How to Get Your Kids Back on a Sleep Schedule
Pediatricians offer tips on getting into the routine
How is it August already?
Whether you’ve enjoyed your summer with the kids and you’re dreading the first day back or you’re counting down the days (hours), it’s time to start thinking about getting back into that back to school routine.
One of the biggest hang-ups in transitioning from a summer to school routine is getting back on a good sleep scheduled to make sure your child is getting enough.
Here are 4 T’s that should help you get back in the swing of things:
- Think about it now. If your sleep schedule is off, you need a few weeks to get everything back in line. Don’t wait until the last minute.
- Turn back bedtime. Adjust your child’s bedtime back in small blocks leading up to the start of school. If you have 2 weeks and need to adjust back 30 minutes, start bedtime 15 minutes earlier each week.
- Train your child in the routine. Having a consistent routine helps your child be ready for bedtime when the time comes. Take a shower/bath, brush teeth, read…whatever your routine is, start it now to get your child ready for the night before the first day.
- Toss the TV and tablets after dinner. Using screens leading up to bedtime will disrupt your child’s melatonin production and make it hard for them to go to sleep.
Sometimes though, regardless of how hard we try a child can't get back on schedule for health reasons. Lack of sleep can cause problems with a child's health, ability to learn and daily life. That's when we refer the patient to the Cook Children's accredited Sleep Center.
Dr. Shaheed says when it comes time to go back to school, parents should know that it will take time to adjust and it's time to start now.
So when should you be concerned?
Dr. Shaheed says if school-aged children get 10 to 10.5 hours of bed time, but still display sleepiness or if sleep is very disrupted with more than three nights per week of snoring, families should consult with their pediatricians for a possible sleep consultation.
And what's the biggest culprit to a child's sleep right now?
"It can't be stressed enough to to discontinue electronics as much as possible after dinner and certainly one hour before lights out," Dr. Shaheed said. So what are you waiting for? Quit reading this post and get to bed. Well, after you read the important stuff below.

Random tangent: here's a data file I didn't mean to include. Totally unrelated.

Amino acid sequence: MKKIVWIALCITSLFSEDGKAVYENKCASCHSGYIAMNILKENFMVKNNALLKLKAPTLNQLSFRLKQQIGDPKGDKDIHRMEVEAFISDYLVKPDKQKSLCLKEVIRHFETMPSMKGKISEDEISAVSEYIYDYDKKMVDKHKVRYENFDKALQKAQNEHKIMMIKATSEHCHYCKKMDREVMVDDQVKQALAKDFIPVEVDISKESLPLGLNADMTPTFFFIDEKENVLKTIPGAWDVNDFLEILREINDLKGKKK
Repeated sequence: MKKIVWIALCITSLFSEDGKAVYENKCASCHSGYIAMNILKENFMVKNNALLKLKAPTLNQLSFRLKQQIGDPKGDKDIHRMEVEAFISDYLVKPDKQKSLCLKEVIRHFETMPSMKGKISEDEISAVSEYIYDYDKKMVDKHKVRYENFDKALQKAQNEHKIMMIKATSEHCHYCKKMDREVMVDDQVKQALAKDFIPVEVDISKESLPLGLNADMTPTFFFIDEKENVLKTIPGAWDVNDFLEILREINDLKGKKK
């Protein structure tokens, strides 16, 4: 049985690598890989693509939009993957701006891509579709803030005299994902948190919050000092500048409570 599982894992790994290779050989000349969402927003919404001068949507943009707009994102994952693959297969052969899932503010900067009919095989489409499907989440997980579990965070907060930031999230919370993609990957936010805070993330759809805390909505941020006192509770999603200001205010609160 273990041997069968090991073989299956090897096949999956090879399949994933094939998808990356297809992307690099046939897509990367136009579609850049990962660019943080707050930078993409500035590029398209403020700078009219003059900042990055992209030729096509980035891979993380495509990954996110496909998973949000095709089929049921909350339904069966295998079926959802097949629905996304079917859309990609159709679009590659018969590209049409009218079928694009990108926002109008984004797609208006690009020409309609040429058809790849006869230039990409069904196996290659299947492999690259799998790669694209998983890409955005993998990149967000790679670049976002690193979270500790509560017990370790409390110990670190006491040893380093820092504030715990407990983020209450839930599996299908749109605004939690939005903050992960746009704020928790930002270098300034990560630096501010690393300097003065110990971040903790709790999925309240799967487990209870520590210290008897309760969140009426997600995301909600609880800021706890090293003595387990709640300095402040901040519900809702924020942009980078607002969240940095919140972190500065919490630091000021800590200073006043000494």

National Sleep Foundation's Sleep Duration Recommendations
|Age||Recommended||May be appropriate||Not recommended|
|Newborns (0-3 months)||14-17 hours||11-13 hours, 18-19 hours||Less than 11 hours, More than 19 hours|
|Infants (4-11 months)||12-15 hours||10-11 hours, 16-18 hours||Less than 10 hours, More than 18 hours|
|Toddlers (1-2 years)||11-14 hours||9-10 hours, 15-16 hours||Less than 9 hours, More than 16 hours|
|Preschoolers (3-5 years)||10-13 hours||8-9 hours, 14 hours||Less than 8 hours, More than 14 hours|
|School-aged children (6-13 years)||9-11 hours||7-8 hours, 12 hours||Less than 7 hours, More than 12 hours|
|Teenagers (14-17 years)||8-10 hours||7 hours, 11 hours||Less than 7 hours, More than 11 hours|
Justin Smith, M.D., is a pediatrician in Trophy Club and the Medical Advisor for Digital Health for Cook Children's in Fort Worth, Texas. Dr. Smith is an experienced keynote speaker for a variety of topics including pediatric/parenting topics, healthcare social media and physician leadership. If you are interested in having Dr. Smith present to your conference or meeting, please contact him at firstname.lastname@example.org.
He has an active community on both Facebook and Twitter as @TheDocSmitty and writes weekly for Cook Children's checkupnewsroom.com. He believes that strategic use of social media and technology by pediatricians to connect with families can deepen their relationship and provide a new level of convenience for both of their busy lifestyles. Dr. Smith’s innovative pediatric clinic, a pediatric clinic “designed by you,” open now. Click to learn more. To make an appointment, call 817-347-8100.